... against his mother's power and her favorite's life. On an April morning, 1617, the King and De Luynes sent a party of chosen men to seize Concini. They met him at the gate of the Louvre. As usual he is bird-like in his utterance, snake-like in his bearing. They order him to surrender; he chirps forth his surprise, and they blow out his brains. Louis, understanding the noise, puts on his sword, appears on the balcony of the palace, is saluted ...
— The Great Events by Famous Historians, Volume 11 • Various

... came home earlier that night, hoping to find the night watchman still on his first beat in the lower halls. But he was disappointed. He was amazed, however, on reaching his own landing, to find the passage piled with new luggage, some of that ruder type of rolled blanket and knapsack known as a "miner's kit." He ...
— Under the Redwoods • Bret Harte

... was not very deeply smitten by the Princess, and he was but little concerned at her sending no reply to his letter; but when he heard the confession of his brother-in-law's attempts in the same quarter, the spirit of rivalry stirred him once more. "A girl," thought he, "will yield to him who pays her the most attentions. I must not allow him to excel me in that." And ...
— Japanese Literature - Including Selections from Genji Monogatari and Classical - Poetry and Drama of Japan • Various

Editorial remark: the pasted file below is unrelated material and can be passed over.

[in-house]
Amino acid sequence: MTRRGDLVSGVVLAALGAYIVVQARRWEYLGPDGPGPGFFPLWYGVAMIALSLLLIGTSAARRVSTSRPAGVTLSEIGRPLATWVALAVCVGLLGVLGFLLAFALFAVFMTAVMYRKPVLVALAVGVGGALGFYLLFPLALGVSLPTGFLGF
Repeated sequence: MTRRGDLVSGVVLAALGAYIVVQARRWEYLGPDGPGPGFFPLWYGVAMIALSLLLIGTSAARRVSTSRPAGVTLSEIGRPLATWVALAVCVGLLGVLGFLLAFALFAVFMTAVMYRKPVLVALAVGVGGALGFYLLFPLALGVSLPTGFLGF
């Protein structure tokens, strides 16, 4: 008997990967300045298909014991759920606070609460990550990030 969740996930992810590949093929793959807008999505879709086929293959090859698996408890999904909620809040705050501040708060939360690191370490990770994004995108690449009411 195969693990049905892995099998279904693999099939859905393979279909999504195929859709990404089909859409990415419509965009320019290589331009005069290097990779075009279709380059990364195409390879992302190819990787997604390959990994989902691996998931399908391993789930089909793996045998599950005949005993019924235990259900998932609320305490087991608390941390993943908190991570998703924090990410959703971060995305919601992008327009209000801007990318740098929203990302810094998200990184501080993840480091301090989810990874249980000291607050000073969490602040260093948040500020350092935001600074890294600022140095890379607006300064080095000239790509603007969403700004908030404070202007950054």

... In savage Nature's far abode Its tender seed our fathers sowed; The storm-winds rocked its swelling bud, Its opening leaves were streaked with blood, Till Lo! earth's tyrants shook to see The full-blown Flower of Liberty Then hail the banner ...
— The Poetical Works of Oliver Wendell Holmes, Complete • Oliver Wendell Holmes, Sr.

... knowledge be far from me!' said Marcian, with unwonted vehemence. 'Do you feel no shame in being so subdued ...
— Veranilda • George Gissing

... the duty and the glory of a ruler to provide with wise forethought for the safety of his subjects. We have therefore ordered the Sajo Leodifrid that under his superintendence you should build yourselves houses in the fort Verruca, which from its position ...
— The Letters of Cassiodorus - Being A Condensed Translation Of The Variae Epistolae Of - Magnus Aurelius Cassiodorus Senator • Cassiodorus (AKA Magnus Aurelius Cassiodorus Senator)

... David do? He might wash his hands of the whole irregular business, and he did. Connie was a writer, she must have material, but in his opinion Connie was too young to be literary. She should have been older, or uglier, or married. Literature is not safe for the young and charming. Connie nudged him again. Plainly if he did not do as she said, she was going to ...
— Sunny Slopes • Ethel Hueston